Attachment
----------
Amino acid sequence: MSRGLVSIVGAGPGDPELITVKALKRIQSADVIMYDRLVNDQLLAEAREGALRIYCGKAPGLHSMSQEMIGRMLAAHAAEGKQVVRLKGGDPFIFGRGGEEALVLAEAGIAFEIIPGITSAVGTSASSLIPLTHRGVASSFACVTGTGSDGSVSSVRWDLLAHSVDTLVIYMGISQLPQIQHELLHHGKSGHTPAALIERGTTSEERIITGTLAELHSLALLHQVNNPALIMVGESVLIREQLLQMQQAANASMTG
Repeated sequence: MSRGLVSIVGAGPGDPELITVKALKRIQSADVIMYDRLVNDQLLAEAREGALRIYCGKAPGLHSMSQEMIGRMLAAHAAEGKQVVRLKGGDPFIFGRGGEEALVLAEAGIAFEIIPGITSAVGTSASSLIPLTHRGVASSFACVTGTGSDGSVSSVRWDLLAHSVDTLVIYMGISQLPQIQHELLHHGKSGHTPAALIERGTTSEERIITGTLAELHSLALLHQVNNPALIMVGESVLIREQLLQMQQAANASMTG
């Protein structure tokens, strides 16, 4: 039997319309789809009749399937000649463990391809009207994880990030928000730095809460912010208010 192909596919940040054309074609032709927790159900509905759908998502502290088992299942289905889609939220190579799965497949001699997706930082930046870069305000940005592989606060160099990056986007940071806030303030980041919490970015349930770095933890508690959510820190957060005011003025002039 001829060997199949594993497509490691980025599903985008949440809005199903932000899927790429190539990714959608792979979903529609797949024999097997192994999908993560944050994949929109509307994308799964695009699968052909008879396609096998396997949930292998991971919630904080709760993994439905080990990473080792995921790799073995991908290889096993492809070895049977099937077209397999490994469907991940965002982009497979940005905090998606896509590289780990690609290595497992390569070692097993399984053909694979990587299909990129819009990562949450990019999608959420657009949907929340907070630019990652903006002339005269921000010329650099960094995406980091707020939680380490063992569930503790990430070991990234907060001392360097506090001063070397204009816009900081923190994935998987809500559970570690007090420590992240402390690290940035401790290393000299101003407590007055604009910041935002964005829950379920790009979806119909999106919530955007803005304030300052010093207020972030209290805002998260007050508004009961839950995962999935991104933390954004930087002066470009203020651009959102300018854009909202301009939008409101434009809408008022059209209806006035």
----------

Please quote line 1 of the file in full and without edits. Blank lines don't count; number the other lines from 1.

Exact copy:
Amino acid sequence: MSRGLVSIVGAGPGDPELITVKALKRIQSADVIMYDRLVNDQLLAEAREGALRIYCGKAPGLHSMSQEMIGRMLAAHAAEGKQVVRLKGGDPFIFGRGGEEALVLAEAGIAFEIIPGITSAVGTSASSLIPLTHRGVASSFACVTGTGSDGSVSSVRWDLLAHSVDTLVIYMGISQLPQIQHELLHHGKSGHTPAALIERGTTSEERIITGTLAELHSLALLHQVNNPALIMVGESVLIREQLLQMQQAANASMTG